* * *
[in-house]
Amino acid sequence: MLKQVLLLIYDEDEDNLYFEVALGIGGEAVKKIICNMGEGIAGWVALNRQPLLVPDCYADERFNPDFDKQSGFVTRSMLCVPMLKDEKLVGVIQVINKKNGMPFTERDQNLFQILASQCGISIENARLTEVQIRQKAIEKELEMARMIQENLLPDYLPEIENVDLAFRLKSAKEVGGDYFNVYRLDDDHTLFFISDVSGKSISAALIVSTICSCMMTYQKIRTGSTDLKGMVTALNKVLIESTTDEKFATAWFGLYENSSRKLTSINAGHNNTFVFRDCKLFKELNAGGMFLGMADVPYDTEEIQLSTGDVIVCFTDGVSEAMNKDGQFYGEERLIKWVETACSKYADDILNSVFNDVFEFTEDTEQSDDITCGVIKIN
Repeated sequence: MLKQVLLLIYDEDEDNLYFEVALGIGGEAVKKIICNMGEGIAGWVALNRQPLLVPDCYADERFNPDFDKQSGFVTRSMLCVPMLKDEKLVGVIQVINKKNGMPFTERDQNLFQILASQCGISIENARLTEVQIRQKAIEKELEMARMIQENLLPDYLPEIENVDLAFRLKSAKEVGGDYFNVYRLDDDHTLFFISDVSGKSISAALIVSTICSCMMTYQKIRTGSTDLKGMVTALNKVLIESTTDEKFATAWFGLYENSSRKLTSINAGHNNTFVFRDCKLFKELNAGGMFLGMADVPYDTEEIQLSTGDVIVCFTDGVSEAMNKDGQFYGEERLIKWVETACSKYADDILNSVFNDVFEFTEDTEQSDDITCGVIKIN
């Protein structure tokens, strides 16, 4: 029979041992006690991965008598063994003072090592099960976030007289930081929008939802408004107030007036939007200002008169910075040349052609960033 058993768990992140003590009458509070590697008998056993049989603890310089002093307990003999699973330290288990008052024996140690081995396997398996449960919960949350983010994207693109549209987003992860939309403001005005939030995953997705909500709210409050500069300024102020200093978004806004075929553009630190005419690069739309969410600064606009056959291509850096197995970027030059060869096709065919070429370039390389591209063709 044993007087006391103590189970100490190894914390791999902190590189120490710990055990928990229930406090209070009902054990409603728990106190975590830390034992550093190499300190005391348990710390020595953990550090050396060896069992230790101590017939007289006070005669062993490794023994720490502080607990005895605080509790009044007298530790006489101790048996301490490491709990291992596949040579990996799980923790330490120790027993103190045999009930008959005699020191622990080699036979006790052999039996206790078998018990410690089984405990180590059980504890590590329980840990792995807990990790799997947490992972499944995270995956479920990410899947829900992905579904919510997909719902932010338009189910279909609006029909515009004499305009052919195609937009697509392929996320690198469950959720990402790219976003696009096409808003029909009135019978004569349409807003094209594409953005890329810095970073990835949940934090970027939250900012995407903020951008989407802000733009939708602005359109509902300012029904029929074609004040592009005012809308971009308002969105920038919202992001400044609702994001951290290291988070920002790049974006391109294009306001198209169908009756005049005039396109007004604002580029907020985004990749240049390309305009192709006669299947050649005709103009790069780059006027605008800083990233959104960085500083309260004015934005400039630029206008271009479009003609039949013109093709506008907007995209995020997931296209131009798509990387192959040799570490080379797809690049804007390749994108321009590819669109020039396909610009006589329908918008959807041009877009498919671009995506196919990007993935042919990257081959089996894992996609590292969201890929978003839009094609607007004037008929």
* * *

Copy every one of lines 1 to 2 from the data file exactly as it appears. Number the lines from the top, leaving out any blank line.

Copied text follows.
[in-house]
Amino acid sequence: MLKQVLLLIYDEDEDNLYFEVALGIGGEAVKKIICNMGEGIAGWVALNRQPLLVPDCYADERFNPDFDKQSGFVTRSMLCVPMLKDEKLVGVIQVINKKNGMPFTERDQNLFQILASQCGISIENARLTEVQIRQKAIEKELEMARMIQENLLPDYLPEIENVDLAFRLKSAKEVGGDYFNVYRLDDDHTLFFISDVSGKSISAALIVSTICSCMMTYQKIRTGSTDLKGMVTALNKVLIESTTDEKFATAWFGLYENSSRKLTSINAGHNNTFVFRDCKLFKELNAGGMFLGMADVPYDTEEIQLSTGDVIVCFTDGVSEAMNKDGQFYGEERLIKWVETACSKYADDILNSVFNDVFEFTEDTEQSDDITCGVIKIN